My enthusiasm for paying taxes is as great as the next fellow’s. Which is to say, very little.
Nobody likes paying taxes. If you’re a public official, you probably don’t like imposing them, either. That’s nothing new. Taxes have never been popular—anywhere. The disconnect between taxes and public input on the matter was at the heart of America’s Declaration of Independence more than 200 years ago.
At the same time, nobody loves paying insurance premiums, making mortgage payments or paying their cable bills, either. Some of those costs can be whittled down by cutting back on such things as premium channels or increasing insurance deductibles or refinancing home loans. It makes good sense to do all those things.
After those steps have been taken, what’s left is the price of living the way we individually and collectively choose to live. It’s the bill we have to pay.
Nevertheless, there are lots of people and countries accustomed to having it both ways—living comfortably, but without having to pay the cost. How do they do it?
Eventually, though, they dig themselves into a debt hole they simply can’t climb out of. That’s what’s been happening in many parts of Europe as well as with a lot of individuals and local governments here in the US.
Cranberry’s Board of Supervisors takes a more traditional view. The supervisors handle the township’s bills the old-fashioned way—by paying them.
That’s one of the reasons . But the township is paying those bills with dollars that have declined in value through inflation, while its tax base—especially with real estate values frozen by Butler County at 1969 levels—remains stuck in the distant past.
The financial details are hard to intuitively grasp because the units of measure for real estate taxes in Butler County—mills levied on a certain fraction of a property’s value assessment in 1969 dollars—is sort of like figuring out how to compare your fuel mileage when you’re in Europe, driving in kilometers, buying gas by the liter and paying in euros.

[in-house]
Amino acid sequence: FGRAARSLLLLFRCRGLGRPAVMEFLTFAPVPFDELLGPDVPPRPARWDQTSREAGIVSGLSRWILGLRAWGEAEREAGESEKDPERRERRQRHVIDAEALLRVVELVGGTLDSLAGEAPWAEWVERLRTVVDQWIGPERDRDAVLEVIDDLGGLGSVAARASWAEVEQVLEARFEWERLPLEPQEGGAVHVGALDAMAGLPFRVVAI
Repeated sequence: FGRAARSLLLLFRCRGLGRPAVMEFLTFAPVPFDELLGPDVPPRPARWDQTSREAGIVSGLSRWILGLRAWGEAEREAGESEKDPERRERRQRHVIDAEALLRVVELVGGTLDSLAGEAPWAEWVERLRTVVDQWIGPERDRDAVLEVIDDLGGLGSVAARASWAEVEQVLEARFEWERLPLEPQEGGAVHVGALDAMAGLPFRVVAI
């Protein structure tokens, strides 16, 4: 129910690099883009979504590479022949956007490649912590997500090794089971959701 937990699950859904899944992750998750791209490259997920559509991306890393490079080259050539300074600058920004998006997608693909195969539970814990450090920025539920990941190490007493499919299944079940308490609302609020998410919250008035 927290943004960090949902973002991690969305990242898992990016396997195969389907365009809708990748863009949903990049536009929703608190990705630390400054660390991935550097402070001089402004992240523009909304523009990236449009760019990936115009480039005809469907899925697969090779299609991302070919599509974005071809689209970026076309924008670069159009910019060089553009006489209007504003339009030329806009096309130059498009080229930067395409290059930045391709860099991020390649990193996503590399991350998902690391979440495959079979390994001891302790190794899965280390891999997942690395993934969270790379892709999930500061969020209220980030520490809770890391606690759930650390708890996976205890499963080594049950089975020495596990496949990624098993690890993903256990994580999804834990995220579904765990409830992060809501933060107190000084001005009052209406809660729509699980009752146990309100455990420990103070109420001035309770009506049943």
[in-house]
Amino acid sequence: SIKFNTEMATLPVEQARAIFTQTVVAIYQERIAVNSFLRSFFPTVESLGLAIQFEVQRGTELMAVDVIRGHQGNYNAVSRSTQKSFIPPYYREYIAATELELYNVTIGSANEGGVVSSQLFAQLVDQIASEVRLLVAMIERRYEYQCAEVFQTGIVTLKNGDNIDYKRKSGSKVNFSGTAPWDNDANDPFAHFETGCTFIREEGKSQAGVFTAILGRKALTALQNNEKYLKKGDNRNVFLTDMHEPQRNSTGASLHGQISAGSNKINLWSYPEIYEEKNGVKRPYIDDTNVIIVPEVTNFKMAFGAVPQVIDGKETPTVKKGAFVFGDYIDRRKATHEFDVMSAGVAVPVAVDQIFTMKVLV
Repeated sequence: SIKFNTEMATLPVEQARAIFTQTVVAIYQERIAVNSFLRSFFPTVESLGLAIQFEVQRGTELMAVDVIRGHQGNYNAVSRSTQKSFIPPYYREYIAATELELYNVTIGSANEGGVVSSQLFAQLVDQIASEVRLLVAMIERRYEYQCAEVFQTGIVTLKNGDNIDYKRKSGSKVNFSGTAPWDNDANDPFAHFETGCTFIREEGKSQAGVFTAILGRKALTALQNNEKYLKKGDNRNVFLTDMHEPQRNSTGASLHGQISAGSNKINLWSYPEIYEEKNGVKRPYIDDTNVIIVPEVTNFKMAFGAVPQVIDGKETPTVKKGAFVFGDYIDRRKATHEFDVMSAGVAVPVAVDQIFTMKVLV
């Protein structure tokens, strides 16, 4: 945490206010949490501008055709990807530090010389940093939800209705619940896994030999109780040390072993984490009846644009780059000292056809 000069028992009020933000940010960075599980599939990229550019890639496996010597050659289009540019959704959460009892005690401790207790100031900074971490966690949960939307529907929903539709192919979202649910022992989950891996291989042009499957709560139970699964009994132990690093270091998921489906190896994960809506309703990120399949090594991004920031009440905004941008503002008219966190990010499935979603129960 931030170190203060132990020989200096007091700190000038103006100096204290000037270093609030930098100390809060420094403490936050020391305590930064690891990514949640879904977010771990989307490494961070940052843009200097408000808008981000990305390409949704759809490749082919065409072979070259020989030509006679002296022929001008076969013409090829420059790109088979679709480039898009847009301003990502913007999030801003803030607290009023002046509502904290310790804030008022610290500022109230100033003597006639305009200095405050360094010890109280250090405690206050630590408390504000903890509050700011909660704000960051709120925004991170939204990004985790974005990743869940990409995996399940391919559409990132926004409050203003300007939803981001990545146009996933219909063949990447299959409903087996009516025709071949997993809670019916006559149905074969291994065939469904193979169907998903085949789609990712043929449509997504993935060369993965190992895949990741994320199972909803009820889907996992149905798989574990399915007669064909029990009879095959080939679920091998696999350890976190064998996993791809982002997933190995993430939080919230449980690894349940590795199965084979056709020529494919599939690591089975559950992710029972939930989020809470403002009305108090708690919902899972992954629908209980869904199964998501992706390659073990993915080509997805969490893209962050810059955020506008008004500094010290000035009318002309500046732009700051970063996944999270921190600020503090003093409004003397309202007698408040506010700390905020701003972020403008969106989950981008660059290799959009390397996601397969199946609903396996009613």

After all, what’s a mill? What’s a 1969 value? What fraction of that value is taxed? On top of that, the formula differs from one county to the next, so comparisons between counties are essentially meaningless.
Even so, adjustments to tax rates need to be made from time to time in order to cover expenses. The last time Cranberry’s board tweaked them was eight years ago. Now it looks like the will require another tweak.
Last week, Cranberry’s Board of Supervisors gave its requal to about $64 a year for a home with a current value of $200,000.
It’s a modest increase, but it makes a significant difference in the township’s ability to sustain its current level of service and retain its exceptional credit rating. It’s a practical response to a practical problem.
Practical concerns aren’t the whole story, though. There’s a movement in many parts of the country to characterize public spending as a moral crisis.
These people portray government as a sinister force, government programs as self-serving, government workers as parasitic and government taxes as a form of evil. Their alternative: cut programs, eliminate staff, sell off assets and let vulnerable people fend for themselves.
It’s an ideology rooted in wariness of government, fueled by distrust of elected officials and reinforced by disappointment over the inability of some state or federal representatives to put the public interest above their own narrow political interests.
It’s precisely the reason that Cranberry has worked so hard to be efficient, open, fair and transparent in conducting its affairs.
The result has been Cranberry’s emergence as an exceptional community in extraordinarily difficult times. This year, the township bootstrapped Butler County into the . Getting there involved making some hard choices—coughing up bucks instead of passing the buck. The outcome has been a vibrant and thriving community—one increasingly seen as a model for municipal governments everywhere to emulate.
It’s simply the price of success.